IPO

Silicon Valley Investors Seek IPO Funding Substitute 

Silicon Valley, Investors, IPO, DLP, directing listing, startups, shares, public

Investors and attorneys from Silicon Valley are pressing for an initial public offering (IPO) alternative to help new businesses raise funds, The Financial Times reported on Tuesday (Sept. 24).

By expanding the Direct Listing Process (DLP) that both Spotify and Slack utilized, entrepreneurs would be able to step up funding while sidestepping the standard IPO.

Sources told the FT that Goodwin Procter, Latham & Watkins, Morgan Stanley and Goldman Sachs held meetings to discuss modifying existing regulations.

While an IPO offers shares at a pre-determined price, the DLP lets business release shares directly to the public without the help of any intermediaries. The DLP currently isn’t utilized as a funding tool.

Benchmark Capital partner Bill Gurley and Sequoia Capital’s Michael Moritz are both pushing for a DLP discussion in Silicon Valley. 

Stanford University law professor Joseph Grundfest, a former commissioner at the Securities and Exchange Commission, told the FT that “The time is ripe to have direct primary offerings.” 

“If the commission is interested in increasing the number of exits through IPOs rather than through mergers and acquisitions, this is the smartest thing they could do,” Grundfest said.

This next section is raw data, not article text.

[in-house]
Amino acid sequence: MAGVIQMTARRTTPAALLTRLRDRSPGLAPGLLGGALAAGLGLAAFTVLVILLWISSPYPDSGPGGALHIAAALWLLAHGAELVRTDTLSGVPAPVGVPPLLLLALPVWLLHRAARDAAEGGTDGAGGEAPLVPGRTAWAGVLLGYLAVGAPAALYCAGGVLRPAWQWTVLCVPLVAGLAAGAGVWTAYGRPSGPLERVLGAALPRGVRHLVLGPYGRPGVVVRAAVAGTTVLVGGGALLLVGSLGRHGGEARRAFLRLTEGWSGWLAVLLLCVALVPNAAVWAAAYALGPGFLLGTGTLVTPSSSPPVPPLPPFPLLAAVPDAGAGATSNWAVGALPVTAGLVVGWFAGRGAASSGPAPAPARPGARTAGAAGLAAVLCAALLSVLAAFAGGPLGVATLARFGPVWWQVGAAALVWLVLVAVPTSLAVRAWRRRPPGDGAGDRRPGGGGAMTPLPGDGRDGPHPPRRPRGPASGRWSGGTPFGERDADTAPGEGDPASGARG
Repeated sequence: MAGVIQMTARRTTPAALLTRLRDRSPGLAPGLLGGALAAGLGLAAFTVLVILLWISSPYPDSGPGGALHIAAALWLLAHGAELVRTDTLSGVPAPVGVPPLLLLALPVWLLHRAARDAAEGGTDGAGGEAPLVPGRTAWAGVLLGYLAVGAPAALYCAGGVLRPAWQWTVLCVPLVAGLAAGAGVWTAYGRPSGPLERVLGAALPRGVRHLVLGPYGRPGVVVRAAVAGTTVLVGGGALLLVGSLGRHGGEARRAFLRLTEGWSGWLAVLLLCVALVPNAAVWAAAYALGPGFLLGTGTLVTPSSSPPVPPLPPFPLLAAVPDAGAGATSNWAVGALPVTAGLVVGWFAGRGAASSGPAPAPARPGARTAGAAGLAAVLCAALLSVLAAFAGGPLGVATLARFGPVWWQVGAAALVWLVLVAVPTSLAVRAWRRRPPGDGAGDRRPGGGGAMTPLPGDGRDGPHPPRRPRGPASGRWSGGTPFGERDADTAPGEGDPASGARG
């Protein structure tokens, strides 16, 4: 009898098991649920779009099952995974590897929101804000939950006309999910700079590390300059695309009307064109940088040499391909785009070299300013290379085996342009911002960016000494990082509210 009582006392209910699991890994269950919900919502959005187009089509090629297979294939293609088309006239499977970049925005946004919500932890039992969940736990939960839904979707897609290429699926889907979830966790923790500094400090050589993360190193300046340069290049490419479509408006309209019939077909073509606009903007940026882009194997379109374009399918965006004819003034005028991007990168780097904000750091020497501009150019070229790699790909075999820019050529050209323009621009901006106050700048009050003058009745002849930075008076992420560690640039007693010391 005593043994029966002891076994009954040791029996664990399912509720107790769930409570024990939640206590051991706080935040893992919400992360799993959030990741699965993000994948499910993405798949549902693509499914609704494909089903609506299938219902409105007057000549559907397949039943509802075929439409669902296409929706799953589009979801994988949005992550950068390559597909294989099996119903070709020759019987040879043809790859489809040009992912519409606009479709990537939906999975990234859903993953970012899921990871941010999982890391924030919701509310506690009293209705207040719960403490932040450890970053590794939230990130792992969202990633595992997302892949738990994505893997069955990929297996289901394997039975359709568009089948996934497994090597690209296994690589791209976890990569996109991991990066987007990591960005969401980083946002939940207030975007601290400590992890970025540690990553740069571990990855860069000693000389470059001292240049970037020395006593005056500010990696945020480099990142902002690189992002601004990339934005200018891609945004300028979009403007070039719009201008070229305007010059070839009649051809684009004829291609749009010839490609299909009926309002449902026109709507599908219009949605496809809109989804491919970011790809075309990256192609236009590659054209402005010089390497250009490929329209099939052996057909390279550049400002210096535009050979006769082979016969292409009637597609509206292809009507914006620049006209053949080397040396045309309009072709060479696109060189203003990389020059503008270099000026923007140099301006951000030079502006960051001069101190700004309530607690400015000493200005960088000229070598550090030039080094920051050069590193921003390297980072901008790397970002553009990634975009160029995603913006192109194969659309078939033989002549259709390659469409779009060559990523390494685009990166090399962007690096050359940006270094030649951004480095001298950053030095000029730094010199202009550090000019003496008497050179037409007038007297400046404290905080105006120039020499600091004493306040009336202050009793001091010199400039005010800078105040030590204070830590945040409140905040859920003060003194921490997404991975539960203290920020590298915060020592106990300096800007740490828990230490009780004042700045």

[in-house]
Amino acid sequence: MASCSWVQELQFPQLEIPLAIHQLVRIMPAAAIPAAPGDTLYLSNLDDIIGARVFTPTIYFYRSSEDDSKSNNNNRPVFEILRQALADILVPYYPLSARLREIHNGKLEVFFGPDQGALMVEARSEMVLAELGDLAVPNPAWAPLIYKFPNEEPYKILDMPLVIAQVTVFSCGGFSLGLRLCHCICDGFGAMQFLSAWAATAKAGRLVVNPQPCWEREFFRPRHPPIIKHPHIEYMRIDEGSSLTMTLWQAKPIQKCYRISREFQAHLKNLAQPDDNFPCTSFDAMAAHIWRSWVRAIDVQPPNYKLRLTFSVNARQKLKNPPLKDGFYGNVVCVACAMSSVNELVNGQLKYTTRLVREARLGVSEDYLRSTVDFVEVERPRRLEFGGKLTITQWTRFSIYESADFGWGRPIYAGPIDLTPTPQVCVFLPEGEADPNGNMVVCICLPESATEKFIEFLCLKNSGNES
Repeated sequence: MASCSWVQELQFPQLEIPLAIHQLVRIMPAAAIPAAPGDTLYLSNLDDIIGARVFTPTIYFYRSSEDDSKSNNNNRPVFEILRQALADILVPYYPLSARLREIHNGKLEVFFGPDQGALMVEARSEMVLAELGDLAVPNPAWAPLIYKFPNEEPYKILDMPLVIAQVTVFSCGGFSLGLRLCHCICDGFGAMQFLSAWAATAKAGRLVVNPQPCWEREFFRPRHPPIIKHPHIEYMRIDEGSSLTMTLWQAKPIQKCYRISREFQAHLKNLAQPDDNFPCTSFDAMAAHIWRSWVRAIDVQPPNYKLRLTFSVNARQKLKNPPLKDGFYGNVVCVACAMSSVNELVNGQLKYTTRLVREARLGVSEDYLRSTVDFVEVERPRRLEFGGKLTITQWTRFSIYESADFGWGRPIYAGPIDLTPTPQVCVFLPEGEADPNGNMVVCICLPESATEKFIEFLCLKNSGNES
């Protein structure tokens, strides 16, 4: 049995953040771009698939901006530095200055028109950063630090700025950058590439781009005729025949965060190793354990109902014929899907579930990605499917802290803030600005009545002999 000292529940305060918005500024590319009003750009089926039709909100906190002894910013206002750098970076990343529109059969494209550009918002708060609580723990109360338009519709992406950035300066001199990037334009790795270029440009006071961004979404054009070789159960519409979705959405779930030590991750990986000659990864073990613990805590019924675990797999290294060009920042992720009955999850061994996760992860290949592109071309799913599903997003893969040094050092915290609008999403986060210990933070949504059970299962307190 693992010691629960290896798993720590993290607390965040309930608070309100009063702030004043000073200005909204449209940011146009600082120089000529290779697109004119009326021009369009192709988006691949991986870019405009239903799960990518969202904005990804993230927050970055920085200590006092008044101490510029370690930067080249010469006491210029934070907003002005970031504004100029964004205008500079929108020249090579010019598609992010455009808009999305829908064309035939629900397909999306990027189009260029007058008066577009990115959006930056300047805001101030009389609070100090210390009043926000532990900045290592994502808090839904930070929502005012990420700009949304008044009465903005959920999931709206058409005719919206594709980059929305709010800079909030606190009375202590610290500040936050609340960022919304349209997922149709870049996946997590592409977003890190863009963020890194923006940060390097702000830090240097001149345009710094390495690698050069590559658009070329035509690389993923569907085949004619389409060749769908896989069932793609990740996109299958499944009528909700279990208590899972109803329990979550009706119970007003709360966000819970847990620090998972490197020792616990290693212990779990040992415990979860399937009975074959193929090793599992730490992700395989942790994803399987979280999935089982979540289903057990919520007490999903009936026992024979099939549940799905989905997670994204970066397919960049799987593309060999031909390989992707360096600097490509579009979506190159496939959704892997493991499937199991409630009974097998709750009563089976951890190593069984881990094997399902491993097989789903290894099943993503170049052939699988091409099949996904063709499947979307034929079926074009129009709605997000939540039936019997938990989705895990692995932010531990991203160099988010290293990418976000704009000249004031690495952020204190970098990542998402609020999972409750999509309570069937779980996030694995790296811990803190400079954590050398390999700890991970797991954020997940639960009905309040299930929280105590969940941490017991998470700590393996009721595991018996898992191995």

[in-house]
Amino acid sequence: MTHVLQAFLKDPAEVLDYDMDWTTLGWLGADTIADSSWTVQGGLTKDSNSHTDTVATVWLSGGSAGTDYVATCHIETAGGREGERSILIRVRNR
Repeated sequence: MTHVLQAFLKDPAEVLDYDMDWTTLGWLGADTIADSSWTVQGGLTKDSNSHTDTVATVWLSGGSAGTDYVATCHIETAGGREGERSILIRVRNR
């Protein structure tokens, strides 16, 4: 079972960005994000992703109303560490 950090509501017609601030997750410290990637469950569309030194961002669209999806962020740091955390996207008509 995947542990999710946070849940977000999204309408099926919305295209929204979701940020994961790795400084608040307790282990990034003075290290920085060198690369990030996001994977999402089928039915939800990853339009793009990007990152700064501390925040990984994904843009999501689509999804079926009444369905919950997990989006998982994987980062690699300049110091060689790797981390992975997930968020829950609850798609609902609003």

IPO opponents contend that under-priced shares shortchange startups.

Goldman, Morgan Stanley and Allen & Co. supervised the DLP for Spotify and Slack and “see a chance to corner the market.” The three shared $128 million in fees from Spotify’s listing. The $106 million in fees from Uber was divided among 29 banks.

It is expected that the SEC would have to approve any DLP modifications.

Most companies don’t use direct listings because they are untested — and when Spotify did it, the main worry was that because there’s no initial price, there’s no way to know where shares would start. There was also the fact that there was no lockup period, so all of the stock was available. This potential volatility led many to worry that the listing would be chaotic.

However, that wasn’t the case. Spotify set a reference price of $132 based on recent trades done in private. The stock hit the market at $165.90 and closed at $149, which is an increase of around 12 percent.

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